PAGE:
Variation in selection, phenotypic plasticity, and the ecology of sexual size dimorphism in two seed-feeding beetles

Charles W. Fox, R. Craig Stillwell, Jordi Moya-Laraño

Research output: Chapter in Book/Report/Conference proceedingChapterpeer-review

18 Scopus citations

Abstract

This chapter reviews recent studies on two seed beetle species with contrasting sexual size dimorphism (SSD): males are larger in Stator limbatus and females are larger in Callosobruchus maculatus. Male ejaculate size clearly affects male fitness in S. limbatus via both fecundity and sexual selection, but not in C. maculatus. Female S. limbatus lay more eggs when mating with large males, reflecting either direct nutritional benefits obtained from male ejaculates or increased female allocation of resources following mating with large males. This difference in patterns of sex-specific selection between the species contributes to explaining the difference in SSD between the two species. However, variation in SSD, both within and among species of seed beetles, is also caused by differential phenotypic plasticity of the sexes. The implications of this for overall patterns such as Rensch's rule are discussed.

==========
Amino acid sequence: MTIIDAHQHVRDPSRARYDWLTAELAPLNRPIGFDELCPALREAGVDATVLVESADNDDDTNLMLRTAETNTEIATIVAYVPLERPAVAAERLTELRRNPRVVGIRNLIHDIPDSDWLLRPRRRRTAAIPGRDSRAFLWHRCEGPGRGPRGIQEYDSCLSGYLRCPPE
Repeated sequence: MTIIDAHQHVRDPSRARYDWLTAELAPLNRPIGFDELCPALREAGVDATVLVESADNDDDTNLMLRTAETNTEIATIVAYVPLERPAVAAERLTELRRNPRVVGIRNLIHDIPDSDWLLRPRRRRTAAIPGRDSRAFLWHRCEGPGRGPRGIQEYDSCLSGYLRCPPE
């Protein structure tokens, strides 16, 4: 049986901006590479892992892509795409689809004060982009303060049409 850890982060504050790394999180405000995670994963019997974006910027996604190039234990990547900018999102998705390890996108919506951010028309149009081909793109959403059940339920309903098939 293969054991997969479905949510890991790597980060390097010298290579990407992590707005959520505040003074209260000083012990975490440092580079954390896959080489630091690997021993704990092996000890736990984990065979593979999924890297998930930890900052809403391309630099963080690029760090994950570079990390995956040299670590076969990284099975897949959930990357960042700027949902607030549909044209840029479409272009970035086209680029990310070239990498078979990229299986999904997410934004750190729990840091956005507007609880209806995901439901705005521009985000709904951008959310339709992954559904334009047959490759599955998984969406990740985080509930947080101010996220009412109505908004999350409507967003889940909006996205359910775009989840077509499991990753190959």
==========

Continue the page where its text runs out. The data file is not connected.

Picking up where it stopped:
Original languageEnglish
Title of host publicationSex, Size and Gender Roles
Subtitle of host publicationEvolutionary Studies of Sexual Size Dimorphism
ISBN (Electronic)9780191709036
DOIs
StatePublished - Sep 1 2007

Bibliographical note

Publisher Copyright:
© Oxford University Press 2007. All rights reserved.

Keywords

  • Ejaculate size
  • Fecundity selection
  • Fitness
  • Rensch's rule
  • Sexual selection
  • Stator

ASJC Scopus subject areas

  • Agricultural and Biological Sciences (all)

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